Christianity is not primarily about how to have a great life here and now, at least as that is commonly understood. We make a great mistake if we present it to people as such. Nevertheless, it is still true that when societies incorporate Christian principles, it is a boon to the people. I came across two articles this morning which reminded me of this point.
James C. Capretta, a fellow at the Ethics and Public Policy Center, published an article entitled "The Population Gap," in which he used current demographic trends in Europe and Japan to argue that "policy-makers around the world must ... realize that helping families raise the next generation of productive workers is crucial for continued prosperity...." The reasoning behind this is clear. Capretta writes,
Inevitably, with low birth rates, there comes a day of reckoning when the number of new labor force entrants falls short of workforce exits. In Europe, that day of reckoning is fast approaching. The European Commission expects the available pool of working-age residents in the EU -- those between the ages of 15 and 64 -- to begin falling after 2011 and total employment to start declining after 2017. By 2050 the Commission projects the working-age population in the EU to have fallen by more than 50 million people compared to its 2011 peak, or nearly 17 percent. Japan's working-age population is set to drop a stunning 40 percent between 2004 and 2050, according to the U.N.
In contrast with current trends, Christianity has historically been unashamedly pro-life, pro-natalist, and pro-family. This strengthens society at its roots.
In another article, Connie Marshner reminds us of the "Simple Lesson" that "there are moral costs in socialized medicine." She illustrates the point with the case of Samuel Golubchuk in Canada, who is on a respirator and is fed by a tube. The doctor wants to unplug the respirator and remove the feeding tube; the Orthodox Jewish family does not, saying it violates their religious beliefs.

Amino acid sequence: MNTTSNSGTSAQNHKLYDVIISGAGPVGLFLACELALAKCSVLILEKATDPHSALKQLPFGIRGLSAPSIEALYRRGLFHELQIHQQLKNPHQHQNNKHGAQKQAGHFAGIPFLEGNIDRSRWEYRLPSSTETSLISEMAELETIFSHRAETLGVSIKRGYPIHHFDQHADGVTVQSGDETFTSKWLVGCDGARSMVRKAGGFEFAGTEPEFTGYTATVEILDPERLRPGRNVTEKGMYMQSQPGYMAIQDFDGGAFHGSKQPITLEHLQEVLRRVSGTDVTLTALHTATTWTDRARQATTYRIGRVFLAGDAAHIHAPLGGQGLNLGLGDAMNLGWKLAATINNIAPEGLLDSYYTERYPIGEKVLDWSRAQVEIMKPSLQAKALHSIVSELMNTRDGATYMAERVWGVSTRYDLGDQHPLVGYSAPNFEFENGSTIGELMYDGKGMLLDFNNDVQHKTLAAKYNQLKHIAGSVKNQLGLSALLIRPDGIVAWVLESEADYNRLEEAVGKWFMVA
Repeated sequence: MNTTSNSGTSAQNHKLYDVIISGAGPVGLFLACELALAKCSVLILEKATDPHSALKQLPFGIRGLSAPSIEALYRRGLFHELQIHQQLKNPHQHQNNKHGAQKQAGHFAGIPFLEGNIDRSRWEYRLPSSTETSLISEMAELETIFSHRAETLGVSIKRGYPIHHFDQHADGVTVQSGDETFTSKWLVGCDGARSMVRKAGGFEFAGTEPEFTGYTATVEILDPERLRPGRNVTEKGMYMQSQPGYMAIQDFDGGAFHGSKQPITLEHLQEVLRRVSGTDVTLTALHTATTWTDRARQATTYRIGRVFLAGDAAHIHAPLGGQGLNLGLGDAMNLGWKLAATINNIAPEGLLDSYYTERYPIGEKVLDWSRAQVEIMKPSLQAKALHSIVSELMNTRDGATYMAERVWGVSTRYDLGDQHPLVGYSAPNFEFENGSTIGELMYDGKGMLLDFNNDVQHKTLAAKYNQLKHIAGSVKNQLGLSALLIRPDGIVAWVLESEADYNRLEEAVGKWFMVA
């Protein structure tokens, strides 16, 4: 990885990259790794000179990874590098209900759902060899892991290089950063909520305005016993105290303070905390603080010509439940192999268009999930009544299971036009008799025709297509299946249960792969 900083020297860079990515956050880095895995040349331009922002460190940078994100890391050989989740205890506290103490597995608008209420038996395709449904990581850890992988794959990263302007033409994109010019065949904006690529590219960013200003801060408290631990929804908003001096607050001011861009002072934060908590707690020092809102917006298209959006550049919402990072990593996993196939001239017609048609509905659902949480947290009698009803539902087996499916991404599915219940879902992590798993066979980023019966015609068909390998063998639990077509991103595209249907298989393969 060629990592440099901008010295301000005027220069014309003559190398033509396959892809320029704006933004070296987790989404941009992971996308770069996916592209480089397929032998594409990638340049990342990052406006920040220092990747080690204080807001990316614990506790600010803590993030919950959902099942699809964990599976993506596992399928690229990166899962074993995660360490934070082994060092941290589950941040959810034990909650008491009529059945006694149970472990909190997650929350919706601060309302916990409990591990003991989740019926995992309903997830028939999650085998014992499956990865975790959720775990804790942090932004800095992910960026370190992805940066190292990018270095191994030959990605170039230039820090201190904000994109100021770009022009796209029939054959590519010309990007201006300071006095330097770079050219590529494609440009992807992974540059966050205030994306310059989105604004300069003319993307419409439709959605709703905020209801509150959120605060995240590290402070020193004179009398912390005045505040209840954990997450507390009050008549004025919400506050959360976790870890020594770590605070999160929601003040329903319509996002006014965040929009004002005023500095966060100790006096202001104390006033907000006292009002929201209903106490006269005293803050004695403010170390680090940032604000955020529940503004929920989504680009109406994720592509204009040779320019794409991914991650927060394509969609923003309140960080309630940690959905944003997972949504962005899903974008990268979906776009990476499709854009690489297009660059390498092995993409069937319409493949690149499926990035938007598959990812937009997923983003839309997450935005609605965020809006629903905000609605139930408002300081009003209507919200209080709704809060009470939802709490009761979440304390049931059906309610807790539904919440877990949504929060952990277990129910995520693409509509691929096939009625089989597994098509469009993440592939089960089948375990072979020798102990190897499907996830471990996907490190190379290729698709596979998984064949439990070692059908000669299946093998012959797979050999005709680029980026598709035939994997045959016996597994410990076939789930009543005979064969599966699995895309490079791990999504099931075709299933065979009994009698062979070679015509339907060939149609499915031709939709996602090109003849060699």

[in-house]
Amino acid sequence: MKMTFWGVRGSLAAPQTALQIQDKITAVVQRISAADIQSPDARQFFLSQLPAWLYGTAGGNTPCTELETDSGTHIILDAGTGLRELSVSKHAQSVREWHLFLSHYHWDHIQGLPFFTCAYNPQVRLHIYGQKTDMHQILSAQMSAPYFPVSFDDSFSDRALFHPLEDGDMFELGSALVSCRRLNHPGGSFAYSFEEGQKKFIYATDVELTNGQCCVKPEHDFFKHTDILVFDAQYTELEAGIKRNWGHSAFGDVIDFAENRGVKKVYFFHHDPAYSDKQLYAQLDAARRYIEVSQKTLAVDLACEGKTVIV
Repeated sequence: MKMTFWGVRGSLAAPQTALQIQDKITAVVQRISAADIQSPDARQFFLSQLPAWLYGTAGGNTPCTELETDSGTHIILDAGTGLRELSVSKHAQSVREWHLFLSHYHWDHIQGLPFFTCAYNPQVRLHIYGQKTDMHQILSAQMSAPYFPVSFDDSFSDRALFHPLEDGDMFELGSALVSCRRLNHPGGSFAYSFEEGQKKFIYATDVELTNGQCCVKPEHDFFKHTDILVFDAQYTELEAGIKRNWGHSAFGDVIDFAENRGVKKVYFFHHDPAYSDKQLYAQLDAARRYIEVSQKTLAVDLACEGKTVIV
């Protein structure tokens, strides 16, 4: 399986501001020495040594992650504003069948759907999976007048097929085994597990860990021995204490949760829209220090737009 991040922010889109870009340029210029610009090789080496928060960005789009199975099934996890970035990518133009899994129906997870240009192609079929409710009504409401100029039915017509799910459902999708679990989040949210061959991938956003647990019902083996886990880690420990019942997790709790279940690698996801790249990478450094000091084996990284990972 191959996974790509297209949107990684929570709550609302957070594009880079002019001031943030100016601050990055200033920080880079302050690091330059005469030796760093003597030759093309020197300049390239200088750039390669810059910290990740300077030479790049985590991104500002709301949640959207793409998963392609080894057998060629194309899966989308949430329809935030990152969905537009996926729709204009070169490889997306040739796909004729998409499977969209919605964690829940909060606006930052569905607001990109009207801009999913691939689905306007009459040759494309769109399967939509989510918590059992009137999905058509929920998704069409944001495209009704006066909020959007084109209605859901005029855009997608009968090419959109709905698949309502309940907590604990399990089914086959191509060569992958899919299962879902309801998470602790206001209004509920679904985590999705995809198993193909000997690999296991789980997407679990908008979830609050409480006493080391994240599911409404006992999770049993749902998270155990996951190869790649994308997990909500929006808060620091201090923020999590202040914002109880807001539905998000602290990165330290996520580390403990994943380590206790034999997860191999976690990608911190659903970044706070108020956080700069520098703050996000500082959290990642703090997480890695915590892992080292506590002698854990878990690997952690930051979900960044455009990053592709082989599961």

Marshner explains: Here is the ethical conflict. The doctor believes that he cannot "ethically participate in the administration of this treatment any longer." He thinks the machines only prolong Golubchuk's suffering. So he wants to unplug them. British common law, the foundation of Canadian law, requires a physician to provide care only as long as he thinks it benefits the patient. The Golubchuks believe it would be intrinsically evil to unplug the machines. The Canadian government controls what happens in the health care system, not individuals and families. If your values place you in opposition to the government's values . . . well, tough.
This should be a lesson to us who live as Canada's southern neighbors. You can read the article for that lesson. But the point I want to derive from this is that Christianity should help us to avoid this ethical dilemma, for the simple reason that Christianity does not teach us to depend upon the government for our needs. It teaches us to submit to the government, but to depend upon God. It teaches us to take personal responsibility by doing our own work (1 Thess 4:11-12). In times of need it teaches us to turn first of all to our families (1 Tim 5:4, 8, 16) and secondarily to the church (1 Tim 5:9-10).
So as we live wisely according to God's Word, we find that we benefit ourselves and we are also a blessing to our neighbors.